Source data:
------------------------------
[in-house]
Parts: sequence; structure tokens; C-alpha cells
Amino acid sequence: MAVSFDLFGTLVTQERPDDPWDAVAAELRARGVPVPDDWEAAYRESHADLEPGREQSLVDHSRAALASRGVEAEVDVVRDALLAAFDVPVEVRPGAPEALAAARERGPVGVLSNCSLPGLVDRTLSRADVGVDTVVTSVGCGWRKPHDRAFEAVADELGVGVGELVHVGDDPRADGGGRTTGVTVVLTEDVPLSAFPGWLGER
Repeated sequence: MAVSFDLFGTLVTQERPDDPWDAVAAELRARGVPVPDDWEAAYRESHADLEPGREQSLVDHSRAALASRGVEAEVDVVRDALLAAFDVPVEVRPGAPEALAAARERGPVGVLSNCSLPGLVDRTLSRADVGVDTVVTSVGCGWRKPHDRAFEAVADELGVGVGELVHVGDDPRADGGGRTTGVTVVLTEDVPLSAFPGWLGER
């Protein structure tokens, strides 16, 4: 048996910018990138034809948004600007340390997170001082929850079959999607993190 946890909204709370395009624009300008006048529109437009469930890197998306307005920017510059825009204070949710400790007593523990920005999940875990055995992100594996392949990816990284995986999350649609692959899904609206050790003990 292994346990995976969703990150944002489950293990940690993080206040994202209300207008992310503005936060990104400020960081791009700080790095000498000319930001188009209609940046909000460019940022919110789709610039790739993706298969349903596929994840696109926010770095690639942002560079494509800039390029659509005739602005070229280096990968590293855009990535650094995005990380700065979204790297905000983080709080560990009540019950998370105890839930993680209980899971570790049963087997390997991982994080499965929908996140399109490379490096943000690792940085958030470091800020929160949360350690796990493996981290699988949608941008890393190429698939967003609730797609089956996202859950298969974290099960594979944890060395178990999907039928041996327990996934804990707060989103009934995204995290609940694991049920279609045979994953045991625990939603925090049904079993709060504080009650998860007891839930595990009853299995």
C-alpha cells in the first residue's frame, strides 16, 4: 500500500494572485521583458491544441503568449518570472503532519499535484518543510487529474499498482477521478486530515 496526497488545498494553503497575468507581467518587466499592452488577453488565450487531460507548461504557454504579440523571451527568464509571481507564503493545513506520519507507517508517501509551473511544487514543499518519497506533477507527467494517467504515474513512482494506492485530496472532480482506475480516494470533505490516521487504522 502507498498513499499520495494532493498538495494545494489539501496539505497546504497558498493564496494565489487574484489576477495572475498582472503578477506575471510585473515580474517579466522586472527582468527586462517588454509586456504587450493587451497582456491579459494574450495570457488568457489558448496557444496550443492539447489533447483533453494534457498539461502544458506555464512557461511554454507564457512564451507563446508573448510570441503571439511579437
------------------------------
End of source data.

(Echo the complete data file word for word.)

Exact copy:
[in-house]
Parts: sequence; structure tokens; C-alpha cells
Amino acid sequence: MAVSFDLFGTLVTQERPDDPWDAVAAELRARGVPVPDDWEAAYRESHADLEPGREQSLVDHSRAALASRGVEAEVDVVRDALLAAFDVPVEVRPGAPEALAAARERGPVGVLSNCSLPGLVDRTLSRADVGVDTVVTSVGCGWRKPHDRAFEAVADELGVGVGELVHVGDDPRADGGGRTTGVTVVLTEDVPLSAFPGWLGER
Repeated sequence: MAVSFDLFGTLVTQERPDDPWDAVAAELRARGVPVPDDWEAAYRESHADLEPGREQSLVDHSRAALASRGVEAEVDVVRDALLAAFDVPVEVRPGAPEALAAARERGPVGVLSNCSLPGLVDRTLSRADVGVDTVVTSVGCGWRKPHDRAFEAVADELGVGVGELVHVGDDPRADGGGRTTGVTVVLTEDVPLSAFPGWLGER
């Protein structure tokens, strides 16, 4: 048996910018990138034809948004600007340390997170001082929850079959999607993190 946890909204709370395009624009300008006048529109437009469930890197998306307005920017510059825009204070949710400790007593523990920005999940875990055995992100594996392949990816990284995986999350649609692959899904609206050790003990 292994346990995976969703990150944002489950293990940690993080206040994202209300207008992310503005936060990104400020960081791009700080790095000498000319930001188009209609940046909000460019940022919110789709610039790739993706298969349903596929994840696109926010770095690639942002560079494509800039390029659509005739602005070229280096990968590293855009990535650094995005990380700065979204790297905000983080709080560990009540019950998370105890839930993680209980899971570790049963087997390997991982994080499965929908996140399109490379490096943000690792940085958030470091800020929160949360350690796990493996981290699988949608941008890393190429698939967003609730797609089956996202859950298969974290099960594979944890060395178990999907039928041996327990996934804990707060989103009934995204995290609940694991049920279609045979994953045991625990939603925090049904079993709060504080009650998860007891839930595990009853299995």
C-alpha cells in the first residue's frame, strides 16, 4: 500500500494572485521583458491544441503568449518570472503532519499535484518543510487529474499498482477521478486530515 496526497488545498494553503497575468507581467518587466499592452488577453488565450487531460507548461504557454504579440523571451527568464509571481507564503493545513506520519507507517508517501509551473511544487514543499518519497506533477507527467494517467504515474513512482494506492485530496472532480482506475480516494470533505490516521487504522 502507498498513499499520495494532493498538495494545494489539501496539505497546504497558498493564496494565489487574484489576477495572475498582472503578477506575471510585473515580474517579466522586472527582468527586462517588454509586456504587450493587451497582456491579459494574450495570457488568457489558448496557444496550443492539447489533447483533453494534457498539461502544458506555464512557461511554454507564457512564451507563446508573448510570441503571439511579437